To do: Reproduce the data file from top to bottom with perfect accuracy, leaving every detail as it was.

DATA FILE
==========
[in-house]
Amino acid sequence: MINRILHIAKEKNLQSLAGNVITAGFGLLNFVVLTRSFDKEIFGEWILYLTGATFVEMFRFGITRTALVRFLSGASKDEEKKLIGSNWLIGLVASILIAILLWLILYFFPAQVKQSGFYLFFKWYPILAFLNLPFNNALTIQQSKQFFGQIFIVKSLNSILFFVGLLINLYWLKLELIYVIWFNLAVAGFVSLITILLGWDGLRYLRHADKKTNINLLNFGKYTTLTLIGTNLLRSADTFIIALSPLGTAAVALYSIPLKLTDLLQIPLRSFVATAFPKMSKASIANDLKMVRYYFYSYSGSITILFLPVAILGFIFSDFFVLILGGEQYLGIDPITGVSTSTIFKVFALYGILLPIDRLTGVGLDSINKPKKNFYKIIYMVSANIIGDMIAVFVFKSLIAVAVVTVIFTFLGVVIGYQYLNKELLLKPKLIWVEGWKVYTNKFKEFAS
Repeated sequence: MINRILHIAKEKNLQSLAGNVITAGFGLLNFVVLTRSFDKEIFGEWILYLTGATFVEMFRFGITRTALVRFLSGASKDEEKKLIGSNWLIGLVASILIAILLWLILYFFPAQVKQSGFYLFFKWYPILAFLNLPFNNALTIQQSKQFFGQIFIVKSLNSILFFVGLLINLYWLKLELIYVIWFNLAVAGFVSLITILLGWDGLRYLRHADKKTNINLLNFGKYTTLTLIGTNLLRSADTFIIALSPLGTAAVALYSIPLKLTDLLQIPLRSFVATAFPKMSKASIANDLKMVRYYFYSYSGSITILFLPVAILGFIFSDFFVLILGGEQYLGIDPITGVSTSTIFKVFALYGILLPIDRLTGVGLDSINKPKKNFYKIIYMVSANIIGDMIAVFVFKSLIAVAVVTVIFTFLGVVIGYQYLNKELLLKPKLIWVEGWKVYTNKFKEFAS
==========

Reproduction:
[in-house]
Amino acid sequence: MINRILHIAKEKNLQSLAGNVITAGFGLLNFVVLTRSFDKEIFGEWILYLTGATFVEMFRFGITRTALVRFLSGASKDEEKKLIGSNWLIGLVASILIAILLWLILYFFPAQVKQSGFYLFFKWYPILAFLNLPFNNALTIQQSKQFFGQIFIVKSLNSILFFVGLLINLYWLKLELIYVIWFNLAVAGFVSLITILLGWDGLRYLRHADKKTNINLLNFGKYTTLTLIGTNLLRSADTFIIALSPLGTAAVALYSIPLKLTDLLQIPLRSFVATAFPKMSKASIANDLKMVRYYFYSYSGSITILFLPVAILGFIFSDFFVLILGGEQYLGIDPITGVSTSTIFKVFALYGILLPIDRLTGVGLDSINKPKKNFYKIIYMVSANIIGDMIAVFVFKSLIAVAVVTVIFTFLGVVIGYQYLNKELLLKPKLIWVEGWKVYTNKFKEFAS
Repeated sequence: MINRILHIAKEKNLQSLAGNVITAGFGLLNFVVLTRSFDKEIFGEWILYLTGATFVEMFRFGITRTALVRFLSGASKDEEKKLIGSNWLIGLVASILIAILLWLILYFFPAQVKQSGFYLFFKWYPILAFLNLPFNNALTIQQSKQFFGQIFIVKSLNSILFFVGLLINLYWLKLELIYVIWFNLAVAGFVSLITILLGWDGLRYLRHADKKTNINLLNFGKYTTLTLIGTNLLRSADTFIIALSPLGTAAVALYSIPLKLTDLLQIPLRSFVATAFPKMSKASIANDLKMVRYYFYSYSGSITILFLPVAILGFIFSDFFVLILGGEQYLGIDPITGVSTSTIFKVFALYGILLPIDRLTGVGLDSINKPKKNFYKIIYMVSANIIGDMIAVFVFKSLIAVAVVTVIFTFLGVVIGYQYLNKELLLKPKLIWVEGWKVYTNKFKEFAS